Labour leader Keir Starmer said there is “no reason for a civil war” in the party after the suspension of Jeremy Corbyn for his response to a damning anti-Semitism report.
He appealed for unity and an end to “factional fighting” on Friday amid the fallout from the Equality and Human Rights Commission (EHRC) finding the party broke equality law when Corbyn was in charge.
Starmer also said he was “deeply disappointed” by Corbyn’s response to the watchdog’s report.
Corbyn, who led the party until April, was suspended by the party after he refused to fully accept the findings and said anti-Semitism had been “dramatically overstated for political reasons”.
Starmer told BBC Radio 4’s Today programme: “There is no reason for a civil war, there’s no reason to lean inwards, that is not what I want
“I want to unite the party that is the basis on which I ran my leadership campaign, I want to unite the party to stop the faction.”
Starmer said Corbyn and his team “knew exactly” that he would warn that any suggestion the issue had been exaggerated could lead to expulsion.
“I’m deeply disappointed in that response from Jeremy Corbyn yesterday not least because I spoke to him the night before the report to set out how I intended to deal with it,” he said.
But Corbyn issued a statement regardless to accuse the media and his political opponents of having overstated the scale of the problem and say “I do not accept all” of the EHRC findings.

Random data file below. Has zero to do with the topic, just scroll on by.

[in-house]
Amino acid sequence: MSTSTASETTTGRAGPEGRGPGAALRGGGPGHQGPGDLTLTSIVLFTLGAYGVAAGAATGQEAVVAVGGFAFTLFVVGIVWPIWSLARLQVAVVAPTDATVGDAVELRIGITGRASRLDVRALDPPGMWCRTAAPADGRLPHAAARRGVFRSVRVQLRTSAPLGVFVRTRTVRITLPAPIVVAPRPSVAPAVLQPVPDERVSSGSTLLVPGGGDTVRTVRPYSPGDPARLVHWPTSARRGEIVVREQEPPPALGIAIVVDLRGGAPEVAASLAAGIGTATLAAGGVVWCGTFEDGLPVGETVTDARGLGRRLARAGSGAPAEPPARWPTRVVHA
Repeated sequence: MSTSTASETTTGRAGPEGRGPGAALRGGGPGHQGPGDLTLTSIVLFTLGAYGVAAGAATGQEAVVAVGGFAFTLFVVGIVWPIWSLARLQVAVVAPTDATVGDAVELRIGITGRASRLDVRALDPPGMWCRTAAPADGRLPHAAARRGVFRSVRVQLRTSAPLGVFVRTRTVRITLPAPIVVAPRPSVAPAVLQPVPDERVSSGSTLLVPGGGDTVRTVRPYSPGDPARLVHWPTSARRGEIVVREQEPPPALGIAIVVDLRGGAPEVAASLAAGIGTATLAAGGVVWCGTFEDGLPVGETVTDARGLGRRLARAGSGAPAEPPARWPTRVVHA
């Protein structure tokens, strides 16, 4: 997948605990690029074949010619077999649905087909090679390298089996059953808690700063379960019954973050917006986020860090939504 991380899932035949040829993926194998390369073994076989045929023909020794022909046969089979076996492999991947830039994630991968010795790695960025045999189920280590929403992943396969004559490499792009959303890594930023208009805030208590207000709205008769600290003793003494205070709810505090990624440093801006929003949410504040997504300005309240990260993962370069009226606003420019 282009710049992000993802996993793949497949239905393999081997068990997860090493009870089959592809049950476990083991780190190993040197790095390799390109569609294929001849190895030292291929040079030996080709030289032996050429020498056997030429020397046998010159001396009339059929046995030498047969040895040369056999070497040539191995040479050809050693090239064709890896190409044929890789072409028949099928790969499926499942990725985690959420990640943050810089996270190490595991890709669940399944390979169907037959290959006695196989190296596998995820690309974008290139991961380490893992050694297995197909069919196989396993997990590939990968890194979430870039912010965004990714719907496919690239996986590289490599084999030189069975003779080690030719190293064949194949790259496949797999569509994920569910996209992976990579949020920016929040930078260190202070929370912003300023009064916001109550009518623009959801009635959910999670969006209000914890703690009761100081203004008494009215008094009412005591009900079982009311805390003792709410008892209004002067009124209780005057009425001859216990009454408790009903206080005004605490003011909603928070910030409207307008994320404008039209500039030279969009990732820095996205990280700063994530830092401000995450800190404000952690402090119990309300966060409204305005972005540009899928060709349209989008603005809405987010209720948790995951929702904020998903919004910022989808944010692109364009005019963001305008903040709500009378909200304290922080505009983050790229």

The EHRC concluded the party was responsible for unlawful acts of harassment and discrimination and found evidence of “political interference” in the complaints process by then leader Corbyn’s office.
Corbyn said he will “strongly contest” the decision to suspend him pending an investigation, which also meant the Islington North MP had the Labour whip removed in Parliament.
Len McCluskey, the boss of the Unite union, said the move was “an act of grave injustice which, if not reversed, will create chaos within the party and in doing so compromise Labour’s chances of a general election victory”.
“A split party will be doomed to defeat,” he added.
Starmer, who was forced to defend his time supporting Corbyn as his shadow Brexit secretary, said he wanted to be able to “draw a line in the sand” after the long-awaited report’s publication but that Corbyn hindered that.
“I’ve spoken extensively to Jewish communities, Jewish leaders over the last six months, that’s what they wanted to happen yesterday, an ability to recognise the hurt, draw a line and move on,” he told BBC Breakfast.
“That’s what I hoped would’ve happened yesterday, as it happens it took a different response because of Jeremy Corbyn’s response.”
The EHRC report published on Thursday found three breaches of the Equality Act relating to political interference in complaints, failure to provide adequate training to those handling anti-Semitism cases and harassment.
The party has been served with an unlawful act notice and has been given until December 10 to draft an action plan to implement the report’s recommendations.
The notice is legally enforceable by the courts if not fulfilled.
Starmer committed to implementing the recommendations as quickly as possible on what he called a “day of shame” for Labour.